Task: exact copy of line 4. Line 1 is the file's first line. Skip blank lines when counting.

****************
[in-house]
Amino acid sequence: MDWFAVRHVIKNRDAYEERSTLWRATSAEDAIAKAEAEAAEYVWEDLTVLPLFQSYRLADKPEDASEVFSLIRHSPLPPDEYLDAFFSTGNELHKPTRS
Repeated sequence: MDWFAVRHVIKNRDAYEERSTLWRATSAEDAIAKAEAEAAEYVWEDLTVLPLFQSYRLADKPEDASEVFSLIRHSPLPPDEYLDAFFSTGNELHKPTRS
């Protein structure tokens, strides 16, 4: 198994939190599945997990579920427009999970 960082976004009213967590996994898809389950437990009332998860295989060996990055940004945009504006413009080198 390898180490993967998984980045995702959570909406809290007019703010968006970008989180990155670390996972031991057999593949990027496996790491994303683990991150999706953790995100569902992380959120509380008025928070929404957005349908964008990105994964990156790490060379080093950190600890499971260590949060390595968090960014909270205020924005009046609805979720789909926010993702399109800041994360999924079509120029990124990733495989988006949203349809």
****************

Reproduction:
């Protein structure tokens, strides 16, 4: 198994939190599945997990579920427009999970 960082976004009213967590996994898809389950437990009332998860295989060996990055940004945009504006413009080198 390898180490993967998984980045995702959570909406809290007019703010968006970008989180990155670390996972031991057999593949990027496996790491994303683990991150999706953790995100569902992380959120509380008025928070929404957005349908964008990105994964990156790490060379080093950190600890499971260590949060390595968090960014909270205020924005009046609805979720789909926010993702399109800041994360999924079509120029990124990733495989988006949203349809």